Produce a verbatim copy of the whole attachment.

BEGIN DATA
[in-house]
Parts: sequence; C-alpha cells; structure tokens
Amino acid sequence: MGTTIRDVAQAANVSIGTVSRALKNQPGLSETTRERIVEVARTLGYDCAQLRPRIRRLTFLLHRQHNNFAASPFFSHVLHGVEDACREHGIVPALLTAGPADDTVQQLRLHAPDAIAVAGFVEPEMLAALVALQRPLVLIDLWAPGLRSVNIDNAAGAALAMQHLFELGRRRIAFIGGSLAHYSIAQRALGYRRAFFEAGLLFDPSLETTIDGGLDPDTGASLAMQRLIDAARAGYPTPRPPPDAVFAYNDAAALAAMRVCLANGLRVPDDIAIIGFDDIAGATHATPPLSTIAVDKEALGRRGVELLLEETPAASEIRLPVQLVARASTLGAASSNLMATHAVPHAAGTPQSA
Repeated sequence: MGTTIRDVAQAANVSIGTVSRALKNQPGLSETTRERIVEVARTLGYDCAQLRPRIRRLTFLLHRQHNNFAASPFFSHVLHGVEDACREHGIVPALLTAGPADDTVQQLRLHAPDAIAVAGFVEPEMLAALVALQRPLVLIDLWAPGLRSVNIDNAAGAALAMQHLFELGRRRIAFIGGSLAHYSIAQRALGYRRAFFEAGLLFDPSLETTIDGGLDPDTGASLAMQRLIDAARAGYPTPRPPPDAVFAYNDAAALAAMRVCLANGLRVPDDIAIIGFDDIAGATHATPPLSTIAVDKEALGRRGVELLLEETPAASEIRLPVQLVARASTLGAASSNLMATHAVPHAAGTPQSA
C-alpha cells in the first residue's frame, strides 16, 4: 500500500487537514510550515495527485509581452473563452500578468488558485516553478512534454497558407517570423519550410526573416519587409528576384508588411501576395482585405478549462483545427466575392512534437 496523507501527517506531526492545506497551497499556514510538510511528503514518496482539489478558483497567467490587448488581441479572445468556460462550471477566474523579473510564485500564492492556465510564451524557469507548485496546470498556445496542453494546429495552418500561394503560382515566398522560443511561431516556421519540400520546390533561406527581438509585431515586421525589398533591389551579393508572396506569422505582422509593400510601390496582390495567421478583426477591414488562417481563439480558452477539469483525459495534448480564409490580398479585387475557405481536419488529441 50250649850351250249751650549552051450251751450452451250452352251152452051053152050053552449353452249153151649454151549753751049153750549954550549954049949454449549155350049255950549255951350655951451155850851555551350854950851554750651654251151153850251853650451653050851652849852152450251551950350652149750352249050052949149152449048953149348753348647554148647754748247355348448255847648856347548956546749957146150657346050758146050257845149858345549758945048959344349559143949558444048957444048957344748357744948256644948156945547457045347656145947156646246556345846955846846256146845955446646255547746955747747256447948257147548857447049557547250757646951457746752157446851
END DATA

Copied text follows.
[in-house]
Parts: sequence; C-alpha cells; structure tokens
Amino acid sequence: MGTTIRDVAQAANVSIGTVSRALKNQPGLSETTRERIVEVARTLGYDCAQLRPRIRRLTFLLHRQHNNFAASPFFSHVLHGVEDACREHGIVPALLTAGPADDTVQQLRLHAPDAIAVAGFVEPEMLAALVALQRPLVLIDLWAPGLRSVNIDNAAGAALAMQHLFELGRRRIAFIGGSLAHYSIAQRALGYRRAFFEAGLLFDPSLETTIDGGLDPDTGASLAMQRLIDAARAGYPTPRPPPDAVFAYNDAAALAAMRVCLANGLRVPDDIAIIGFDDIAGATHATPPLSTIAVDKEALGRRGVELLLEETPAASEIRLPVQLVARASTLGAASSNLMATHAVPHAAGTPQSA
Repeated sequence: MGTTIRDVAQAANVSIGTVSRALKNQPGLSETTRERIVEVARTLGYDCAQLRPRIRRLTFLLHRQHNNFAASPFFSHVLHGVEDACREHGIVPALLTAGPADDTVQQLRLHAPDAIAVAGFVEPEMLAALVALQRPLVLIDLWAPGLRSVNIDNAAGAALAMQHLFELGRRRIAFIGGSLAHYSIAQRALGYRRAFFEAGLLFDPSLETTIDGGLDPDTGASLAMQRLIDAARAGYPTPRPPPDAVFAYNDAAALAAMRVCLANGLRVPDDIAIIGFDDIAGATHATPPLSTIAVDKEALGRRGVELLLEETPAASEIRLPVQLVARASTLGAASSNLMATHAVPHAAGTPQSA
C-alpha cells in the first residue's frame, strides 16, 4: 500500500487537514510550515495527485509581452473563452500578468488558485516553478512534454497558407517570423519550410526573416519587409528576384508588411501576395482585405478549462483545427466575392512534437 496523507501527517506531526492545506497551497499556514510538510511528503514518496482539489478558483497567467490587448488581441479572445468556460462550471477566474523579473510564485500564492492556465510564451524557469507548485496546470498556445496542453494546429495552418500561394503560382515566398522560443511561431516556421519540400520546390533561406527581438509585431515586421525589398533591389551579393508572396506569422505582422509593400510601390496582390495567421478583426477591414488562417481563439480558452477539469483525459495534448480564409490580398479585387475557405481536419488529441 50250649850351250249751650549552051450251751450452451250452352251152452051053152050053552449353452249153151649454151549753751049153750549954550549954049949454449549155350049255950549255951350655951451155850851555551350854950851554750651654251151153850251853650451653050851652849852152450251551950350652149750352249050052949149152449048953149348753348647554148647754748247355348448255847648856347548956546749957146150657346050758146050257845149858345549758945048959344349559143949558444048957444048957344748357744948256644948156945547457045347656145947156646246556345846955846846256146845955446646255547746955747747256447948257147548857447049557547250757646951457746752157446851